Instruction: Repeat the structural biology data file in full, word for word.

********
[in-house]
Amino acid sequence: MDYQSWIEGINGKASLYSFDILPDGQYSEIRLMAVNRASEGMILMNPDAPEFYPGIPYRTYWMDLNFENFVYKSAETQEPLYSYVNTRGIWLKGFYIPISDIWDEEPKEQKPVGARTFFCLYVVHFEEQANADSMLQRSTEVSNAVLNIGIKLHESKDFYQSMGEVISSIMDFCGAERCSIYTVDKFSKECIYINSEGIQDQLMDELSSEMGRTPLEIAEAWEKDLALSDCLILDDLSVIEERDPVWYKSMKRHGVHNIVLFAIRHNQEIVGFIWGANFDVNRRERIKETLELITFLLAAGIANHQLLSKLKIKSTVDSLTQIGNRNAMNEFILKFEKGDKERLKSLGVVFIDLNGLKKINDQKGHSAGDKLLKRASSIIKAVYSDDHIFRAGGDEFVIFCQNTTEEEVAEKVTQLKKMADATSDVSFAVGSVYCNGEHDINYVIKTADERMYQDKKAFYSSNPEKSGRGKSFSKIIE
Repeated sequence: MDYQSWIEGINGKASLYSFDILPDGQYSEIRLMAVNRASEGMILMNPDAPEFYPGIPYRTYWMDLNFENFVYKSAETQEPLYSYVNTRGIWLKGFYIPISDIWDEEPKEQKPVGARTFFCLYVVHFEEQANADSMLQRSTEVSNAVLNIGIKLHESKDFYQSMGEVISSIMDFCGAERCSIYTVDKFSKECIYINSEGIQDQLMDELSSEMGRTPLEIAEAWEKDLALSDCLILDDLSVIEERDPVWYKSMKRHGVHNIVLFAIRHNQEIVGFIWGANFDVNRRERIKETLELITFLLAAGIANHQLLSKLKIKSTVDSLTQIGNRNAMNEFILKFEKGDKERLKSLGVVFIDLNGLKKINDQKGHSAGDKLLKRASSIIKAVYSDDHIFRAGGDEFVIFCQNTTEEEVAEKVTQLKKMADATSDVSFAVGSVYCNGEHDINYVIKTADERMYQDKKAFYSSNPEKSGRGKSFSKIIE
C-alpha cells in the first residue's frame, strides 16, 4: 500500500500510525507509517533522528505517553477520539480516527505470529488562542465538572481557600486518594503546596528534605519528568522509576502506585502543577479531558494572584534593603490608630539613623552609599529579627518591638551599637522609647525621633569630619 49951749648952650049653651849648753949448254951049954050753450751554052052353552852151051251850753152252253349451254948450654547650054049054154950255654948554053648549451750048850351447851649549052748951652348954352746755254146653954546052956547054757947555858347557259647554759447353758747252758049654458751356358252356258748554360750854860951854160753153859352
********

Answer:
[in-house]
Amino acid sequence: MDYQSWIEGINGKASLYSFDILPDGQYSEIRLMAVNRASEGMILMNPDAPEFYPGIPYRTYWMDLNFENFVYKSAETQEPLYSYVNTRGIWLKGFYIPISDIWDEEPKEQKPVGARTFFCLYVVHFEEQANADSMLQRSTEVSNAVLNIGIKLHESKDFYQSMGEVISSIMDFCGAERCSIYTVDKFSKECIYINSEGIQDQLMDELSSEMGRTPLEIAEAWEKDLALSDCLILDDLSVIEERDPVWYKSMKRHGVHNIVLFAIRHNQEIVGFIWGANFDVNRRERIKETLELITFLLAAGIANHQLLSKLKIKSTVDSLTQIGNRNAMNEFILKFEKGDKERLKSLGVVFIDLNGLKKINDQKGHSAGDKLLKRASSIIKAVYSDDHIFRAGGDEFVIFCQNTTEEEVAEKVTQLKKMADATSDVSFAVGSVYCNGEHDINYVIKTADERMYQDKKAFYSSNPEKSGRGKSFSKIIE
Repeated sequence: MDYQSWIEGINGKASLYSFDILPDGQYSEIRLMAVNRASEGMILMNPDAPEFYPGIPYRTYWMDLNFENFVYKSAETQEPLYSYVNTRGIWLKGFYIPISDIWDEEPKEQKPVGARTFFCLYVVHFEEQANADSMLQRSTEVSNAVLNIGIKLHESKDFYQSMGEVISSIMDFCGAERCSIYTVDKFSKECIYINSEGIQDQLMDELSSEMGRTPLEIAEAWEKDLALSDCLILDDLSVIEERDPVWYKSMKRHGVHNIVLFAIRHNQEIVGFIWGANFDVNRRERIKETLELITFLLAAGIANHQLLSKLKIKSTVDSLTQIGNRNAMNEFILKFEKGDKERLKSLGVVFIDLNGLKKINDQKGHSAGDKLLKRASSIIKAVYSDDHIFRAGGDEFVIFCQNTTEEEVAEKVTQLKKMADATSDVSFAVGSVYCNGEHDINYVIKTADERMYQDKKAFYSSNPEKSGRGKSFSKIIE
C-alpha cells in the first residue's frame, strides 16, 4: 500500500500510525507509517533522528505517553477520539480516527505470529488562542465538572481557600486518594503546596528534605519528568522509576502506585502543577479531558494572584534593603490608630539613623552609599529579627518591638551599637522609647525621633569630619 49951749648952650049653651849648753949448254951049954050753450751554052052353552852151051251850753152252253349451254948450654547650054049054154950255654948554053648549451750048850351447851649549052748951652348954352746755254146653954546052956547054757947555858347557259647554759447353758747252758049654458751356358252356258748554360750854860951854160753153859352